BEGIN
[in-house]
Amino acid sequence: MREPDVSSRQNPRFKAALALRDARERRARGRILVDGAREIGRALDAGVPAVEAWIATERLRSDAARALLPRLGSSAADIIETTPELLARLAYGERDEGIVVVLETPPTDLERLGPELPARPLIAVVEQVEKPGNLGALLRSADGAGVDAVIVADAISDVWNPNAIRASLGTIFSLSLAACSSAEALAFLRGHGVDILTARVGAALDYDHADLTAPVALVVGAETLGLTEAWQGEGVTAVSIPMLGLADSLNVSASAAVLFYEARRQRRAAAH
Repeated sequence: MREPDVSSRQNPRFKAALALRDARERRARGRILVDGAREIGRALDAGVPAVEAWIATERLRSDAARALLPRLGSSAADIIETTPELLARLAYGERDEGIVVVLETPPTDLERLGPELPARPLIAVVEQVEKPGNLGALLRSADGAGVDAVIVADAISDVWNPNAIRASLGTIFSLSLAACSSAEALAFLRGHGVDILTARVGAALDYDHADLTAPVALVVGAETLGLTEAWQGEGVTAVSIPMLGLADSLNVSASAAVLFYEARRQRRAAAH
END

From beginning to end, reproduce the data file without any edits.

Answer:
[in-house]
Amino acid sequence: MREPDVSSRQNPRFKAALALRDARERRARGRILVDGAREIGRALDAGVPAVEAWIATERLRSDAARALLPRLGSSAADIIETTPELLARLAYGERDEGIVVVLETPPTDLERLGPELPARPLIAVVEQVEKPGNLGALLRSADGAGVDAVIVADAISDVWNPNAIRASLGTIFSLSLAACSSAEALAFLRGHGVDILTARVGAALDYDHADLTAPVALVVGAETLGLTEAWQGEGVTAVSIPMLGLADSLNVSASAAVLFYEARRQRRAAAH
Repeated sequence: MREPDVSSRQNPRFKAALALRDARERRARGRILVDGAREIGRALDAGVPAVEAWIATERLRSDAARALLPRLGSSAADIIETTPELLARLAYGERDEGIVVVLETPPTDLERLGPELPARPLIAVVEQVEKPGNLGALLRSADGAGVDAVIVADAISDVWNPNAIRASLGTIFSLSLAACSSAEALAFLRGHGVDILTARVGAALDYDHADLTAPVALVVGAETLGLTEAWQGEGVTAVSIPMLGLADSLNVSASAAVLFYEARRQRRAAAH